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SATIRE UPON DRUNKENNESS.
'Tis pity wine, which Nature meant
his weary'd mind and body too,
that for a little vain excess
runs out of all its happiness,
and makes the friend of Truth and Love their greatest adversary prove; t' abuse a blessing she bestow'd so truly essentially to his good, to countervail his pensive cares, and slavish drudgery of affairs; to teach him judgment, wit, and sense, and more than all these, confidence; to pass his times of recreation in choice and noble conversation, catch truth and reason unawares, as men do health in wholesome airs; (while fools their conversants possess as unawares with sottishness) to gain access a private way to man's best sense, by its own key, which painful judgers strive in vain
by any other course t' obtain;
make short days long, and long nights' short,
against diseases e'er they're got
to save health harmless from th' access both of the med'cine and disease; or make it help itself, secure against the desperat'st fit, the cure. All these sublime prerogatives of happiness to human lives, he vainly throws away, and slights for madness, noise, and bloody fights; when nothing can decide, but swords and pots, the right or wrong of words, like princes' titles; and he's outed the justice of his cause that's routed. No sooner has a charge been founded With-Son of a whore, and Damn'd confounded, and the bold signal giv'n, the lie,
but instantly the bottles fly,
where cups and glasses are small shot,
and cannon-ball a pewter-pot:
that blood, that's hardly in the vein,
is now remanded back again;
though sprung from wine of the same piece
on its own natural relations;
and those twin-spirits, so kind-hearted,
that from their friends so lately parted, no sooner several ways are gone, but by themselves are set upon, surpris'd like brother against brother, and put to th' sword by one another; so much more fierce are civil wars, than those between mere foreigners; and man himself, with wine possest, more savage than the wildest beast. For serpents, when they meet to water, lay by their poison and their nature; and fiercest creatures, that repair, in thirsty deserts, to their rare and distant rivers' banks, to drink, in love and close alliance link, and, from their mixture of strange seeds, produce new, never-heard-of breeds, to whom the fiercer unicorn begins a large health with his horn; as cuckolds put their antidotes when they drink coffee, into th' pots; while man, with raging drink inflaim'd, is far more savage and untam'd; supplies his loss of wit and sense with barb'rousness and insolence; believes himself, the less he 's able, the more heroic and formidable; lays by his reason in his bowls, as Turks are said to do their souls, until it has so often been
shut out of it's lodging, and let in, at length it never can attain
to find the right way back again; drinks all his time away, and prunes 7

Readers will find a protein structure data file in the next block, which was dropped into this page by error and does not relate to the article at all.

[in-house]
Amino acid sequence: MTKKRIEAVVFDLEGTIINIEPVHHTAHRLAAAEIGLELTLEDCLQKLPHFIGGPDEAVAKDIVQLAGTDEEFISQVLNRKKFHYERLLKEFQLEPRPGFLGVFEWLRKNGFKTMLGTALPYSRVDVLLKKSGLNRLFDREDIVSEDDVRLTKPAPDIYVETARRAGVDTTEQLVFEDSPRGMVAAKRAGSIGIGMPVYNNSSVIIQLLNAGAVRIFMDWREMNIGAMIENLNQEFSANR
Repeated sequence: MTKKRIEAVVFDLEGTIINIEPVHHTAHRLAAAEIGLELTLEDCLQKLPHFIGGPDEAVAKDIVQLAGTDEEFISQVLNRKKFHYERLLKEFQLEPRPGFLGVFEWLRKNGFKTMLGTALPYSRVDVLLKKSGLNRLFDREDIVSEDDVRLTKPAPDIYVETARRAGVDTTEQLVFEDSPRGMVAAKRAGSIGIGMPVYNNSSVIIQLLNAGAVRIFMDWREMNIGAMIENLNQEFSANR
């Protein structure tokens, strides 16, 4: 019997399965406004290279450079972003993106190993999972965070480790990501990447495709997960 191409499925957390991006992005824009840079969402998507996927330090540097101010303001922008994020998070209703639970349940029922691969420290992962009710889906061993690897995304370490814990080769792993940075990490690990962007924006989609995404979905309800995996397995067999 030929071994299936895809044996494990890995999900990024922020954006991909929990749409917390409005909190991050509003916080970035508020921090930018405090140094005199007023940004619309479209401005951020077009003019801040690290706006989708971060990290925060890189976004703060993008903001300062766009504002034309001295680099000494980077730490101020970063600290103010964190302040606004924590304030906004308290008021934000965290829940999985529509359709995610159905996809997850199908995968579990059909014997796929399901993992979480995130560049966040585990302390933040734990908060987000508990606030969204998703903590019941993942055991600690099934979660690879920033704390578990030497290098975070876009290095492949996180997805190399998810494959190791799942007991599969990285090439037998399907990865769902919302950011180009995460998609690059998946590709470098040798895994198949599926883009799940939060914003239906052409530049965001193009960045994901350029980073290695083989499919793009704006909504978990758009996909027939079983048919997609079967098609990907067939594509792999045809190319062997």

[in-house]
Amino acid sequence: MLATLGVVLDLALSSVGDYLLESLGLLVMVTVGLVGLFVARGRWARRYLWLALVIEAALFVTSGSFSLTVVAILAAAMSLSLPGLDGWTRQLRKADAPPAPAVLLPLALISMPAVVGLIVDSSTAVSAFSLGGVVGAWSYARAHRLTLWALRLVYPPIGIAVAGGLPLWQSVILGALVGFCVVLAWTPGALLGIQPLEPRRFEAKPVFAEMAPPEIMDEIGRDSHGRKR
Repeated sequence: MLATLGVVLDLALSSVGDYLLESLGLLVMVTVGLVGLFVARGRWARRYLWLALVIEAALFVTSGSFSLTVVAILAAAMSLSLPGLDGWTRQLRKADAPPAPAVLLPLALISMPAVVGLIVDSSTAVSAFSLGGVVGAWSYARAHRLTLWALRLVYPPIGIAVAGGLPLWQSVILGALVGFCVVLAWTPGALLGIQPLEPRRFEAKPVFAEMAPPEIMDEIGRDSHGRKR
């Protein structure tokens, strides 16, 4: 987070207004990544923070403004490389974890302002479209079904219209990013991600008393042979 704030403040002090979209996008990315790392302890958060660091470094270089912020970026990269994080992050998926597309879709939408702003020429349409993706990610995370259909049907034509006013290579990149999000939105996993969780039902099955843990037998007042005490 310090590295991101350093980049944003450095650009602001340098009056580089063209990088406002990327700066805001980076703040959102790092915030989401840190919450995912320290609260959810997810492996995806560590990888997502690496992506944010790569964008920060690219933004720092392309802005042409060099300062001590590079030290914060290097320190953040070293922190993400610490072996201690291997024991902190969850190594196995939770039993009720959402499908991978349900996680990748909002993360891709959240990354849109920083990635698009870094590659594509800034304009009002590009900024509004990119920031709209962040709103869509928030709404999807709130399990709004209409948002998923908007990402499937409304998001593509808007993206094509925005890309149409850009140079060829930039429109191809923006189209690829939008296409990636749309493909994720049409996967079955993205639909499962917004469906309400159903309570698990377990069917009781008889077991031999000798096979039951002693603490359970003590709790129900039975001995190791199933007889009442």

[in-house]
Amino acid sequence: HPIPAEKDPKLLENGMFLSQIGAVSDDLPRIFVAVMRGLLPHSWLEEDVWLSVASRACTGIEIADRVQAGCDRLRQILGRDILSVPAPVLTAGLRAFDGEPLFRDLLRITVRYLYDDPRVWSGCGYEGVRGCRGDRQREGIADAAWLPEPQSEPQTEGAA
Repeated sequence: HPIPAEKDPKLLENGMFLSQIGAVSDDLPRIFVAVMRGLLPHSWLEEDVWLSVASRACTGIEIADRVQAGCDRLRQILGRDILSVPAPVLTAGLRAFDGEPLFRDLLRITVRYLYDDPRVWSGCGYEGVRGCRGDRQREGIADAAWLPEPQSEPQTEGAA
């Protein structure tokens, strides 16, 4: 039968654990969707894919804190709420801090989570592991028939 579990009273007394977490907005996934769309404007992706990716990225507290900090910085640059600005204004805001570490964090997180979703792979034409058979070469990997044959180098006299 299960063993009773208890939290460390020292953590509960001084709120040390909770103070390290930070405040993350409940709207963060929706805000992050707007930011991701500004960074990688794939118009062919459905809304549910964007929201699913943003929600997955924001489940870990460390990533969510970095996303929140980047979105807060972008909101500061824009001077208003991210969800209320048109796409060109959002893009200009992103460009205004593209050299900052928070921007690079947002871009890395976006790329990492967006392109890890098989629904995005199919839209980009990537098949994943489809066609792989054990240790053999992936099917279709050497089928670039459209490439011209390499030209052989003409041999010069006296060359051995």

the end of's life as vignerons
which since has overwhelm'd and drown'd
SATIRE UPON MARRIAGE.
Sure marriages were never so well fitted, as when to matrimony' men were committed, like thieves by justices, and to a wife bound, like to good behaviour, during life: for then 't was but a civil contract made between two partners that set up a trade; and if both fail'd there was no conscience nor faith invaded in the strictest sense; no canon of the church, nor vow, was broke when men did free their gall'd necks from the but when theytir'd, like other horned beasts, [yoke might have it taken off, and take their rests, without b'ing bound in duty to shew cause, or reckon with divine or human laws.
For since, what use of matrimony' has been but to make gallantry a greater sin?
As if there were no appetite nor gust,
For men do now take wives to nobler ends,
For men are now grown wise, and understand how to improve their crimes, as well as land; and if they've issue, make the infants pay down for their own begetting on the day, the charges of the gossiping disburse, and pay beforehand (e'er they are born) the nurse; as he that got a monster on a cow,
out of design of setting up a show.
For why should not the brats for all account, as well as for the christ'ning at the fount,
when those that stand for them lay down the rate o' th' banquit and the priest in spoons and plate? The ancient Romans made the state allow for getting all men's children above two : then marry'd men, to propagate the breed, had great rewards for what they never did, were privileg❜d, and highly honour'd too, for owning what their friends were fain to do; for so they ad children, they regarded not by whom (good men) or how they were begot. To borrow wives (like money) or to lend, was then the civil office of a friend, and he that made a scruple in the case was held a miserable wretch and base;
for when they 'ad children by 'em, th' honest men return'd 'em to their husbands back agen..